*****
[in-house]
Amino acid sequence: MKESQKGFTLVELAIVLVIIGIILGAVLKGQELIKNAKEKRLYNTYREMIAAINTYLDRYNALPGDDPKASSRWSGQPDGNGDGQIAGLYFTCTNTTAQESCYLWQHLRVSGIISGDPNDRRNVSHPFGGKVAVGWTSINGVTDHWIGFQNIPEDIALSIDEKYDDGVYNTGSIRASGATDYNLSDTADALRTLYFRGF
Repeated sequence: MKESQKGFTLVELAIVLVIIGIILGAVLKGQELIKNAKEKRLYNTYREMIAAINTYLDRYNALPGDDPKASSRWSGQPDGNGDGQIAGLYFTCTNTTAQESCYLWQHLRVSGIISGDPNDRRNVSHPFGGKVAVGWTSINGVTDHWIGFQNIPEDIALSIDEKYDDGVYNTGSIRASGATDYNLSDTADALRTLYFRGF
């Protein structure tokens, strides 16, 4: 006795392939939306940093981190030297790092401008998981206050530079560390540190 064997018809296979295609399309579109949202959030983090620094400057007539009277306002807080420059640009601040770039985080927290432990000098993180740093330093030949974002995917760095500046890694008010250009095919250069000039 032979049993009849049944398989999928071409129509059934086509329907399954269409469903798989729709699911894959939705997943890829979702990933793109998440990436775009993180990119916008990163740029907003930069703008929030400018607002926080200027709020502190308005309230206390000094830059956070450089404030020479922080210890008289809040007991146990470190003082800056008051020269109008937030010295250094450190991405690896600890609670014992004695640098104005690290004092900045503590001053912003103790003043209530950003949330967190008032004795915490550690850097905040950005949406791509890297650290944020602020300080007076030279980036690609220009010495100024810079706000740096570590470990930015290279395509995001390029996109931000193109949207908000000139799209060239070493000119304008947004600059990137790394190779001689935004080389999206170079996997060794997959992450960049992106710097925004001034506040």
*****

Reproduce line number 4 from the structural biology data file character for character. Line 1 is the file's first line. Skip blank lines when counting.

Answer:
């Protein structure tokens, strides 16, 4: 006795392939939306940093981190030297790092401008998981206050530079560390540190 064997018809296979295609399309579109949202959030983090620094400057007539009277306002807080420059640009601040770039985080927290432990000098993180740093330093030949974002995917760095500046890694008010250009095919250069000039 032979049993009849049944398989999928071409129509059934086509329907399954269409469903798989729709699911894959939705997943890829979702990933793109998440990436775009993180990119916008990163740029907003930069703008929030400018607002926080200027709020502190308005309230206390000094830059956070450089404030020479922080210890008289809040007991146990470190003082800056008051020269109008937030010295250094450190991405690896600890609670014992004695640098104005690290004092900045503590001053912003103790003043209530950003949330967190008032004795915490550690850097905040950005949406791509890297650290944020602020300080007076030279980036690609220009010495100024810079706000740096570590470990930015290279395509995001390029996109931000193109949207908000000139799209060239070493000119304008947004600059990137790394190779001689935004080389999206170079996997060794997959992450960049992106710097925004001034506040």